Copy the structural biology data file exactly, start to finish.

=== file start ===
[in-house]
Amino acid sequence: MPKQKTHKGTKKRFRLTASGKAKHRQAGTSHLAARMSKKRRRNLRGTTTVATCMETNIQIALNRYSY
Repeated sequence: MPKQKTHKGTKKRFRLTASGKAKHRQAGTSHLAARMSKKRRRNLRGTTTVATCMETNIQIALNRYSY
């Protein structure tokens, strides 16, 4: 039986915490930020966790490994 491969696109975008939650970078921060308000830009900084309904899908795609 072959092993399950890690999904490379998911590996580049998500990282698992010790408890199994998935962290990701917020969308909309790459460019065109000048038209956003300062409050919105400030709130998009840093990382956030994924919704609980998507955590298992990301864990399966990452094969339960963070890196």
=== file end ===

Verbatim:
[in-house]
Amino acid sequence: MPKQKTHKGTKKRFRLTASGKAKHRQAGTSHLAARMSKKRRRNLRGTTTVATCMETNIQIALNRYSY
Repeated sequence: MPKQKTHKGTKKRFRLTASGKAKHRQAGTSHLAARMSKKRRRNLRGTTTVATCMETNIQIALNRYSY
């Protein structure tokens, strides 16, 4: 039986915490930020966790490994 491969696109975008939650970078921060308000830009900084309904899908795609 072959092993399950890690999904490379998911590996580049998500990282698992010790408890199994998935962290990701917020969308909309790459460019065109000048038209956003300062409050919105400030709130998009840093990382956030994924919704609980998507955590298992990301864990399966990452094969339960963070890196």